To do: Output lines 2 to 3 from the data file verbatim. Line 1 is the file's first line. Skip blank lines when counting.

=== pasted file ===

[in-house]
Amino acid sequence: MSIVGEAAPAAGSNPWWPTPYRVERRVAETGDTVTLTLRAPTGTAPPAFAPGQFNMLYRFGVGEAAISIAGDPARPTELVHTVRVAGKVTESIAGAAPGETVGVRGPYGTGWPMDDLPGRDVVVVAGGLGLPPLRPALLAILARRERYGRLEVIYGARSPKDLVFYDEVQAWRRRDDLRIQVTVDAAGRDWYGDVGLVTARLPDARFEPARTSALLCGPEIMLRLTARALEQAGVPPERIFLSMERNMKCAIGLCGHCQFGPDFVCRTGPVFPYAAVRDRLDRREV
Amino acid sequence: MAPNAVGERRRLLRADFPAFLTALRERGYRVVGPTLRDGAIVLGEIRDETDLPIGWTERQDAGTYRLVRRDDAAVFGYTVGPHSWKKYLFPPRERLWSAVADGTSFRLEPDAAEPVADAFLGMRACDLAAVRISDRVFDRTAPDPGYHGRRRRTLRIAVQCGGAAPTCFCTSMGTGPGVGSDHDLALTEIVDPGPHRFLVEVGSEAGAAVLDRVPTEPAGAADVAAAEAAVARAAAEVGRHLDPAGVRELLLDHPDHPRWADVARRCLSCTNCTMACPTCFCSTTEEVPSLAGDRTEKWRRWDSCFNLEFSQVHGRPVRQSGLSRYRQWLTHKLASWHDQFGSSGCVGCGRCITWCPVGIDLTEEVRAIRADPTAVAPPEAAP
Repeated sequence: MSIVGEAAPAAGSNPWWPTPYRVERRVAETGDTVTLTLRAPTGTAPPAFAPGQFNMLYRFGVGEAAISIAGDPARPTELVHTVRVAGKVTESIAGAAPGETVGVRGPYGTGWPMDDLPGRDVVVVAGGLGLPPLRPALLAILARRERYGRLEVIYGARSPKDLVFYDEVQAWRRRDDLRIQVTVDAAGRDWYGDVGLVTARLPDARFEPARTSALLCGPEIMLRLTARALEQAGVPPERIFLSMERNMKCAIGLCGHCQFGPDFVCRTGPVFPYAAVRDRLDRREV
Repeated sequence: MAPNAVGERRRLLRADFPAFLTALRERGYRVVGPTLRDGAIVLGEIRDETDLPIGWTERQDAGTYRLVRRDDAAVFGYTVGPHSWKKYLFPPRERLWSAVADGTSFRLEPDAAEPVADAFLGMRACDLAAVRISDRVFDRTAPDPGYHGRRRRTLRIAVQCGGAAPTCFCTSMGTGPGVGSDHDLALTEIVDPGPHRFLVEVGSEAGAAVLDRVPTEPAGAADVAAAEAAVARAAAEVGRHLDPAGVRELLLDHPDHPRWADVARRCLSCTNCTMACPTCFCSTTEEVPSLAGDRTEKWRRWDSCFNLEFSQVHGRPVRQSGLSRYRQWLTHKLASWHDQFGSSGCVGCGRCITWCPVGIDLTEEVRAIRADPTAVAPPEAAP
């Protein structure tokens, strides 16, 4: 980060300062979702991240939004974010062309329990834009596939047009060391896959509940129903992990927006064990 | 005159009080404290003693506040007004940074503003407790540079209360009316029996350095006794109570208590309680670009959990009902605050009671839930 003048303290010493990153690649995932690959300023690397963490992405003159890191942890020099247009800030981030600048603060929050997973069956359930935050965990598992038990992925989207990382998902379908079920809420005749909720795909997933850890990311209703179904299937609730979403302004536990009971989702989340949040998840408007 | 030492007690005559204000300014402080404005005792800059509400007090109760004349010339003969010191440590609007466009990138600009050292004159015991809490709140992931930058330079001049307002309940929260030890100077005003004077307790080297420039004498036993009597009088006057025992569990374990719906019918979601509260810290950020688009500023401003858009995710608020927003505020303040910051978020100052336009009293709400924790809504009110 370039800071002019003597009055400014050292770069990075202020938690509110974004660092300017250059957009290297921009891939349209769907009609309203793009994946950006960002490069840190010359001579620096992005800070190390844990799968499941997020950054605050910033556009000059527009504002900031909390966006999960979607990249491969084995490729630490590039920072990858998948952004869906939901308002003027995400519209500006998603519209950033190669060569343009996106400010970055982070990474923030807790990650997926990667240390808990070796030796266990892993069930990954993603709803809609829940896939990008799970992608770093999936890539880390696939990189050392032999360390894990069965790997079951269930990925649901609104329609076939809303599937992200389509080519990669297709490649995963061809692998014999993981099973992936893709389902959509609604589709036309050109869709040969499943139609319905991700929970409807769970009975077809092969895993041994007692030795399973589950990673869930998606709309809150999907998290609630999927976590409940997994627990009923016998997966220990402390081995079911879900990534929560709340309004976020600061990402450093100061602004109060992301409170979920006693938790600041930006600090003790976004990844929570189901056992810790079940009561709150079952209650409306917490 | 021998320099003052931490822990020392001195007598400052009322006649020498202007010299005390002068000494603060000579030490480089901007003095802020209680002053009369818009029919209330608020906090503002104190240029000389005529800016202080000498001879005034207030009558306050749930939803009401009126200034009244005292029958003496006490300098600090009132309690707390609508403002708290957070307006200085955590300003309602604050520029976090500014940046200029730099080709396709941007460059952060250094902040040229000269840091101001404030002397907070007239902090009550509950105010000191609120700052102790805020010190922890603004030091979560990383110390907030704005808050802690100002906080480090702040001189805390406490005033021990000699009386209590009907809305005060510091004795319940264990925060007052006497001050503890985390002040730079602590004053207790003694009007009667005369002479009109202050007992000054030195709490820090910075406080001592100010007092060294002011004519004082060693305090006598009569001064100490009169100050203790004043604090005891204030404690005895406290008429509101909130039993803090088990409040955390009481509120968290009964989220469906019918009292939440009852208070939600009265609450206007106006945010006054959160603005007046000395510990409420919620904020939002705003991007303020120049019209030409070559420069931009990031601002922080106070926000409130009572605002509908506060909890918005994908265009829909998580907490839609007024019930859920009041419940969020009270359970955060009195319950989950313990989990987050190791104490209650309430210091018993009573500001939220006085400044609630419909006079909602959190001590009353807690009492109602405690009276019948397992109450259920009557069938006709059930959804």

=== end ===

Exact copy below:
Amino acid sequence: MSIVGEAAPAAGSNPWWPTPYRVERRVAETGDTVTLTLRAPTGTAPPAFAPGQFNMLYRFGVGEAAISIAGDPARPTELVHTVRVAGKVTESIAGAAPGETVGVRGPYGTGWPMDDLPGRDVVVVAGGLGLPPLRPALLAILARRERYGRLEVIYGARSPKDLVFYDEVQAWRRRDDLRIQVTVDAAGRDWYGDVGLVTARLPDARFEPARTSALLCGPEIMLRLTARALEQAGVPPERIFLSMERNMKCAIGLCGHCQFGPDFVCRTGPVFPYAAVRDRLDRREV
Amino acid sequence: MAPNAVGERRRLLRADFPAFLTALRERGYRVVGPTLRDGAIVLGEIRDETDLPIGWTERQDAGTYRLVRRDDAAVFGYTVGPHSWKKYLFPPRERLWSAVADGTSFRLEPDAAEPVADAFLGMRACDLAAVRISDRVFDRTAPDPGYHGRRRRTLRIAVQCGGAAPTCFCTSMGTGPGVGSDHDLALTEIVDPGPHRFLVEVGSEAGAAVLDRVPTEPAGAADVAAAEAAVARAAAEVGRHLDPAGVRELLLDHPDHPRWADVARRCLSCTNCTMACPTCFCSTTEEVPSLAGDRTEKWRRWDSCFNLEFSQVHGRPVRQSGLSRYRQWLTHKLASWHDQFGSSGCVGCGRCITWCPVGIDLTEEVRAIRADPTAVAPPEAAP